How to do a reunion

At about the same time as President Barack Obama and family were connecting Africa and America in a respectful new way, I was speaking at a family reunion in Burlingame, CA.

I couldn’t escape the symmetry between the brightly festooned members in their African garb and the Presidential trip.

In both cases, the Obama trip and the California event saw the purpose through the eyes of their youngest members.

Here, the youngest new born was brought to the center of the room and surrounded by the matriarchs and patriarchs as they prayed that she would continue to bring the family together.

The President was equally focused on the impact of the door of no return on his two young daughters as the symbolism of being the first African-American president.

Rather than giving a dry lecture on history, I chose to emphasize that we are all history by asking an elder of the family to come forward and answer my questions about what life was like when she was a young girl in Alabama.   The younger set was rapt with attention, finding out what music she listened to, what clothes she wore and how Roosevelt was president during her earlier years.

They were able to hear that she had not only seen changes in civil rights, but gotten a doctorate from the University of Alabama.

That’s the way to make history real, by sharing the experiences of elders with today’s young people.  Make sure your future has the foundation of the past by connecting the generations together as often as you can.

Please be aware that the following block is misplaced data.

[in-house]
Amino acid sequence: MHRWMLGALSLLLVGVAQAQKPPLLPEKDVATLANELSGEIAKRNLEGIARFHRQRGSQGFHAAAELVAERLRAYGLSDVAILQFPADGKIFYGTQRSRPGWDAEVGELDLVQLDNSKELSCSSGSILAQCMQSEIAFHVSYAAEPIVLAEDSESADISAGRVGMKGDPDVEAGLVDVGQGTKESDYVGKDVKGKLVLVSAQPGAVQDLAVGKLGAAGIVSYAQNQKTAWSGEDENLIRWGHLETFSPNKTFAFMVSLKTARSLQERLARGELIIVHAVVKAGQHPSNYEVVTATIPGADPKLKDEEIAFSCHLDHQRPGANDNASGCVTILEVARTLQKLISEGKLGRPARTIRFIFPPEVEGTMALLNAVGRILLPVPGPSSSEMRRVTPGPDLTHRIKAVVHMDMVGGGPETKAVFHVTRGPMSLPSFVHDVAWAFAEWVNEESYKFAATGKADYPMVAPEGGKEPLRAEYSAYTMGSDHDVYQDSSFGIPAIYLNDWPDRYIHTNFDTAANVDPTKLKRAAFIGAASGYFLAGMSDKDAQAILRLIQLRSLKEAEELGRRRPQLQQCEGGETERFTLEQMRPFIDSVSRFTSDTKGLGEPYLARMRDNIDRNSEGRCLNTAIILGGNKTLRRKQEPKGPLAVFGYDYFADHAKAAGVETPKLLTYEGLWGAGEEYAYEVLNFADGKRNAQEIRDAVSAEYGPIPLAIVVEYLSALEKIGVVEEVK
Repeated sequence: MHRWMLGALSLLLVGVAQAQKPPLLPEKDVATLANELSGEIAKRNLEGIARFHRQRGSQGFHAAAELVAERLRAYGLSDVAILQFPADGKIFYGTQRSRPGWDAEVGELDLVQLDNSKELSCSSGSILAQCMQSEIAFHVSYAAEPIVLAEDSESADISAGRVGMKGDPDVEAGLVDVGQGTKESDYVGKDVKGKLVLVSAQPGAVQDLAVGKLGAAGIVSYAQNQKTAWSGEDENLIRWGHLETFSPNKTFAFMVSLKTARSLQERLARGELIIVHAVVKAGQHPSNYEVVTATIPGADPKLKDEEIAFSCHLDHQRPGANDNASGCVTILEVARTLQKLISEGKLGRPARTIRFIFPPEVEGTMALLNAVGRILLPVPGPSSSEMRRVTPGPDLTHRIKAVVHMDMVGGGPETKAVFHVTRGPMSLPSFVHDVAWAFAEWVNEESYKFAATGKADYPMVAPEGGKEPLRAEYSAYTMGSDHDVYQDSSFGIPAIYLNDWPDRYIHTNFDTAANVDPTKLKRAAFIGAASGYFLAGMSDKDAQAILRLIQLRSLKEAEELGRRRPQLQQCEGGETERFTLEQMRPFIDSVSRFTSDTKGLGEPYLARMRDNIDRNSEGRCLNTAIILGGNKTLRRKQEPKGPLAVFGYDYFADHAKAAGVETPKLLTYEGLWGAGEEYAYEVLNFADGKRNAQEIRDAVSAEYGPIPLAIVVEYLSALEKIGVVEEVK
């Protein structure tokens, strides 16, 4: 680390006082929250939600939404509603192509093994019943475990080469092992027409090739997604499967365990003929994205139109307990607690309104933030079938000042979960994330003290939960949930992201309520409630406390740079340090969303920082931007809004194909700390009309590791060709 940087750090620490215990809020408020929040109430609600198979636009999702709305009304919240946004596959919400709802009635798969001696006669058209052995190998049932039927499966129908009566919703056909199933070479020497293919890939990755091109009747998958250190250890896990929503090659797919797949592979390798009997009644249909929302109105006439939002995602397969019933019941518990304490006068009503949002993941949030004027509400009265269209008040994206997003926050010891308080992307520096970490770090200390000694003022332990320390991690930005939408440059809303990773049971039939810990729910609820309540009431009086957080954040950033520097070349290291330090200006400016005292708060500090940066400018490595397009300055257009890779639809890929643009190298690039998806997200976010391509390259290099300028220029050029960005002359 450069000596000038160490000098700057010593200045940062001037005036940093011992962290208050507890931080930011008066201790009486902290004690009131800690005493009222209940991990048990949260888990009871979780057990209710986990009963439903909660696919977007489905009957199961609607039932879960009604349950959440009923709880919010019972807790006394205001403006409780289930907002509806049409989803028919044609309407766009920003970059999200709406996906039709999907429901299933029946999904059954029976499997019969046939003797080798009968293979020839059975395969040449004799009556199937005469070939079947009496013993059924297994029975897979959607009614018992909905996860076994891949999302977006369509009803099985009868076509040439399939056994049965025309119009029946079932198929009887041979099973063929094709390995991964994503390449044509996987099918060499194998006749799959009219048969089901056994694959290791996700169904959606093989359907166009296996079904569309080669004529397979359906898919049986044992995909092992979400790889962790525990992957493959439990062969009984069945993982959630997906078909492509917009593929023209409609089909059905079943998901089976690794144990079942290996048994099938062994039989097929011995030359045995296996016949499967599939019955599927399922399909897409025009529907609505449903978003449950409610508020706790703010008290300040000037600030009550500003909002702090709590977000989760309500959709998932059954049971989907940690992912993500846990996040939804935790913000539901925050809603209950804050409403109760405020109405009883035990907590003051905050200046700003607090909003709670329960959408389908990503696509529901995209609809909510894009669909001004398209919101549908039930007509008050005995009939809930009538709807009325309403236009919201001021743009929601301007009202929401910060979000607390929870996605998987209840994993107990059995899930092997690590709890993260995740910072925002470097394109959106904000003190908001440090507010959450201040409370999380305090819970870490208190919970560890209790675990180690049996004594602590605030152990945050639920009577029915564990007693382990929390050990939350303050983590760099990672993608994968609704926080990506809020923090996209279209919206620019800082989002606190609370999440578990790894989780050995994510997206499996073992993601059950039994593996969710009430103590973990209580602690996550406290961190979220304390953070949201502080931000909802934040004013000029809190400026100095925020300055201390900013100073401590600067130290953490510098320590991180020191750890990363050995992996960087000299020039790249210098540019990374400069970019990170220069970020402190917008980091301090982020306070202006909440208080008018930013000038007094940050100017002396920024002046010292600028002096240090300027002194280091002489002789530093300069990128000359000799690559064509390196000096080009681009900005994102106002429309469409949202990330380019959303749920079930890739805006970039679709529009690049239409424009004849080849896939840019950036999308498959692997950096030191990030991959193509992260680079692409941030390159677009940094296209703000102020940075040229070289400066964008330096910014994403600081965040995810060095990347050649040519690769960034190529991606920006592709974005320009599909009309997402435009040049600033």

During National Black Business Month in August, selected because it is a frequent time for family reunions and other gatherings, make sure that part of the tradition is to support black-owned businesses.   The National Association of Black Hotel Owners, Operators and Developers (NABHOOD) controls more than 1,000 properties, including some luxury venues one would not commonly associate with black business.   Black restaurants and caterers could use the business in this downturn as well.   Black musicians, dancers and fine arts add to the celebration of our culture.

Advertisements

One comment

  1. I like the symmetry of the generations surrounding the newest member of the family. I think they have the same sort of custom in Thailand, but a spiritual elder leads the welcoming ceremony.

Leave a Reply

Fill in your details below or click an icon to log in:

WordPress.com Logo

You are commenting using your WordPress.com account. Log Out / Change )

Twitter picture

You are commenting using your Twitter account. Log Out / Change )

Facebook photo

You are commenting using your Facebook account. Log Out / Change )

Google+ photo

You are commenting using your Google+ account. Log Out / Change )

Connecting to %s